Review: Wild Nothing Dreams Up a Half-Stoned Picnic on ‘Life of Pause’
Most dream-pop bands have never had much of a reputation for occupying the more ambitious corners of the indie market, and that’s usually for good reason. Whether it’s a half-stoned spring picnic or just a stare at your bedroom ceiling, you’re going to want to reach for something unobtrusive and, well, dreamlike — music that will envelop you like Mark Renton into so much red carpet. As Wild Nothing, Jack Tatum has been helping soundtrack these kind of moments for the past half-decade, offering a classic songwriter-oriented take on a familiarly hazed-and-dazed sound. But unlike a good many of his peers resigned to resting on their very pretty yet often stagnant laurels, Tatum is actively trying to get better from release to release, polishing and diversifying his palette without sacrificing what made his music so appealing in the first place. Life of Pause, the third full-length Wild Nothing album, does not stray from that path.
Just as chillwave’s death rattle started to shake and more norm-friendly guitar bands like Real Estate and the Pains of Being Pure at Heart began to make inroads with fans, the timing of Wild Nothing’s debut seemed inauspicious. For all intents and purposes, that debut (2010’s Gemini) should have found itself stuck between a rock and hard place, but thanks to Tatum’s effervescent approach, it found an audience. Taking those same ideas and blowing them up widescreen for his 2012 sequel, Nocturne, was the right move, despite the nagging sense that Tatum might have hit on a too-perfect recipe, one that ate like comfort food and plated like haute cuisine. And while Life of Pause certainly follows in Nocturne’s footsteps thanks to clean, inviting production and carefully considered live instrumentation, its commitment to keeping things varied and exciting sets it apart.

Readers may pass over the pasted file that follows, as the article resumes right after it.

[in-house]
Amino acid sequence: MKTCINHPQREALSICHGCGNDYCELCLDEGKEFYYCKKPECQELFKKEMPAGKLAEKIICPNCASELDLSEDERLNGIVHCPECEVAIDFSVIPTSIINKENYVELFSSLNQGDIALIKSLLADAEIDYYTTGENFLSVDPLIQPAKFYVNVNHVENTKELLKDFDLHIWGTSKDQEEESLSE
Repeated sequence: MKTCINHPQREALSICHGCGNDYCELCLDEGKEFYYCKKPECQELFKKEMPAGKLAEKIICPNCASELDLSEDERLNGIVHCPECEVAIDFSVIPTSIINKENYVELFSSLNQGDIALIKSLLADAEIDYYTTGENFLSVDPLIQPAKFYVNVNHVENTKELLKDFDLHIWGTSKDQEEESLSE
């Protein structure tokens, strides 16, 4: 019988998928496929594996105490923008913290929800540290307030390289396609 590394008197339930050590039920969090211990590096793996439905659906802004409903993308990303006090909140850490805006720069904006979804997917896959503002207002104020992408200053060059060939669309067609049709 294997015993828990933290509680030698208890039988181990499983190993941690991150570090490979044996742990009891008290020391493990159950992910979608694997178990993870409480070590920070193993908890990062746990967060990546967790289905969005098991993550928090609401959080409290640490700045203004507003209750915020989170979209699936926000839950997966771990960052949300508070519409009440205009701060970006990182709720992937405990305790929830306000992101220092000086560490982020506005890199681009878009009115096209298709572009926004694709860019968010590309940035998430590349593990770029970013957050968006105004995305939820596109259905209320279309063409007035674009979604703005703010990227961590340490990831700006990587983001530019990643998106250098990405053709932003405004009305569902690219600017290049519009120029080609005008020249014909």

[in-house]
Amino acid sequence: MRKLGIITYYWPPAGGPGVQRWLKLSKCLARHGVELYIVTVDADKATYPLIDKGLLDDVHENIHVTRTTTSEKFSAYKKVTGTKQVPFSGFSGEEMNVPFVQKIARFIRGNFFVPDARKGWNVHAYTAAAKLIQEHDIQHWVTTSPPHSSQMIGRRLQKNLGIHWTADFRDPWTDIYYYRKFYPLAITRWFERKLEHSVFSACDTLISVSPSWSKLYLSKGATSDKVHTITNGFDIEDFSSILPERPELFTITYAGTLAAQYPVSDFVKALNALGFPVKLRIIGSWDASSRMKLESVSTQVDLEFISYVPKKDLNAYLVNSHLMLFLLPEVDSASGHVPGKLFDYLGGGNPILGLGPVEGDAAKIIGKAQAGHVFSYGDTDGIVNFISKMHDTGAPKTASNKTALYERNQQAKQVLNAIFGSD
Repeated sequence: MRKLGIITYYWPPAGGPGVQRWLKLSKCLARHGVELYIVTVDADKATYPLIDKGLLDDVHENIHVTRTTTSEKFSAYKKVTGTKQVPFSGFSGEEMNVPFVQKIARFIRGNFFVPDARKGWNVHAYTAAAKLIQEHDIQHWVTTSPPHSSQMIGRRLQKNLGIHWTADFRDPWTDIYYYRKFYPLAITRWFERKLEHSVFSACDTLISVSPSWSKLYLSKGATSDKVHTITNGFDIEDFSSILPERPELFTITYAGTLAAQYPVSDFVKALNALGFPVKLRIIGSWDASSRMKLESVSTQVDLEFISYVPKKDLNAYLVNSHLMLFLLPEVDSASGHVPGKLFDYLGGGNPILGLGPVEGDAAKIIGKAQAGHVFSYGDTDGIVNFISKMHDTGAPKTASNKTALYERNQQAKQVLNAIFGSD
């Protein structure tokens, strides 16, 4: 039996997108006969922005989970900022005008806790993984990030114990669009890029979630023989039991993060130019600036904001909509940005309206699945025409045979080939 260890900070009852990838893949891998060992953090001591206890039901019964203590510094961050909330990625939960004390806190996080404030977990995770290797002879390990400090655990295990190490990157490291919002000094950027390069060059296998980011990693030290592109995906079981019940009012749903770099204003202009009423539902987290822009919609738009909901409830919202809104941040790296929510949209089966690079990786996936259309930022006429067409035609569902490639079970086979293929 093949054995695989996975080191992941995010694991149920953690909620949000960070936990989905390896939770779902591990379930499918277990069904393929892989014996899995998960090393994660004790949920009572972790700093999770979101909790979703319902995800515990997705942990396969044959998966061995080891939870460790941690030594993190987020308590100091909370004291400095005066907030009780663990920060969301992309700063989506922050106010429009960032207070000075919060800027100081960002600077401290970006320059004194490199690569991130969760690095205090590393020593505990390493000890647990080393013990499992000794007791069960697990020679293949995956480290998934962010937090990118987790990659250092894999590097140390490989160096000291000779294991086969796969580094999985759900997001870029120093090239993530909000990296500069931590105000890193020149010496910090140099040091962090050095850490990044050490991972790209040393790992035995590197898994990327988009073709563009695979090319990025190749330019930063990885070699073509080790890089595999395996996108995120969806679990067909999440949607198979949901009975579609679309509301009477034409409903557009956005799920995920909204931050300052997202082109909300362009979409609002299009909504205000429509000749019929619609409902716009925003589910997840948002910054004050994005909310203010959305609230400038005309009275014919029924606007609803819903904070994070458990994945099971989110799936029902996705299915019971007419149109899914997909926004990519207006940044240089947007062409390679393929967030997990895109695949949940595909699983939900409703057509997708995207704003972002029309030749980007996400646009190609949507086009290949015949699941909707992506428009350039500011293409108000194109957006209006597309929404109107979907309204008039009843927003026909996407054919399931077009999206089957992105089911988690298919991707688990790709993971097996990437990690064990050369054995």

Life of Pause is unmistakably a Wild Nothing album, but Tatum takes great strides to make sure its imbued with subtle yet compelling little subversions (helpful considering his vocals and lyrics still leave something to be desired). There’s no question that Pause would be an enjoyable and worthwhile listen if Tatum had simply gussied-up Nocturne and called it a day, and songs like “TV Queen” and “Woman’s Wisdom” make a somewhat appealing case for that scenario. Instead, Tatum zigs where you’d expect him to zag, swagger-jacking Kaputt-era Destroyer (almost right down to the title) on the great “Lady Blue,” breaking out the marimba and name-dropping Steve for opener “Reichpop,” and showing off keyboards so deliciously tacky on the title track that they’d make Ariel Pink salivate pink slime. Better still is the pastel-goth vamp of “Alien” and the low-key, white-boy funk found on “Whenever I.” Tatum isn’t changing the game here or anything, but he is throwing out some superfluous rules that would have otherwise unnecessarily sterilized this slyly enthusiastic effort. Confident, intimate, and weirdly glammy, Life of Pause is worth taking five for.